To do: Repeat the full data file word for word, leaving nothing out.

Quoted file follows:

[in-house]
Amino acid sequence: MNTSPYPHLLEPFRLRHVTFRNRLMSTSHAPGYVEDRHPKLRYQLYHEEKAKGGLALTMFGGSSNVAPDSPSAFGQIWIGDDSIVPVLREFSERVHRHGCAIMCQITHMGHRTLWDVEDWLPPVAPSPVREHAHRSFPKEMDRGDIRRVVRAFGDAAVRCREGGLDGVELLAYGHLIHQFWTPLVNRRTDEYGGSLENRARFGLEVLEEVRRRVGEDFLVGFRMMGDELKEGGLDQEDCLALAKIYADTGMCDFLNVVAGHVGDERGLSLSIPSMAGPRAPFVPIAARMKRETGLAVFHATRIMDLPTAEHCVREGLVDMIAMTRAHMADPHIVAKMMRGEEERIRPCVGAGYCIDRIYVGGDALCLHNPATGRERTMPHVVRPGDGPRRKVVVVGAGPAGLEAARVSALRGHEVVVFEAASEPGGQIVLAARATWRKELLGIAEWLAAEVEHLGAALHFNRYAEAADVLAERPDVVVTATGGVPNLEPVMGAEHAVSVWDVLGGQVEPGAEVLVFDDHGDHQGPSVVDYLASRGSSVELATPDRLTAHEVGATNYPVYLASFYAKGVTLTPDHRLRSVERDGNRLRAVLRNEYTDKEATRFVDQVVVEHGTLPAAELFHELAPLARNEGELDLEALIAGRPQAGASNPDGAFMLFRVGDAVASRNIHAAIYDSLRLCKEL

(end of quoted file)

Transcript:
[in-house]
Amino acid sequence: MNTSPYPHLLEPFRLRHVTFRNRLMSTSHAPGYVEDRHPKLRYQLYHEEKAKGGLALTMFGGSSNVAPDSPSAFGQIWIGDDSIVPVLREFSERVHRHGCAIMCQITHMGHRTLWDVEDWLPPVAPSPVREHAHRSFPKEMDRGDIRRVVRAFGDAAVRCREGGLDGVELLAYGHLIHQFWTPLVNRRTDEYGGSLENRARFGLEVLEEVRRRVGEDFLVGFRMMGDELKEGGLDQEDCLALAKIYADTGMCDFLNVVAGHVGDERGLSLSIPSMAGPRAPFVPIAARMKRETGLAVFHATRIMDLPTAEHCVREGLVDMIAMTRAHMADPHIVAKMMRGEEERIRPCVGAGYCIDRIYVGGDALCLHNPATGRERTMPHVVRPGDGPRRKVVVVGAGPAGLEAARVSALRGHEVVVFEAASEPGGQIVLAARATWRKELLGIAEWLAAEVEHLGAALHFNRYAEAADVLAERPDVVVTATGGVPNLEPVMGAEHAVSVWDVLGGQVEPGAEVLVFDDHGDHQGPSVVDYLASRGSSVELATPDRLTAHEVGATNYPVYLASFYAKGVTLTPDHRLRSVERDGNRLRAVLRNEYTDKEATRFVDQVVVEHGTLPAAELFHELAPLARNEGELDLEALIAGRPQAGASNPDGAFMLFRVGDAVASRNIHAAIYDSLRLCKEL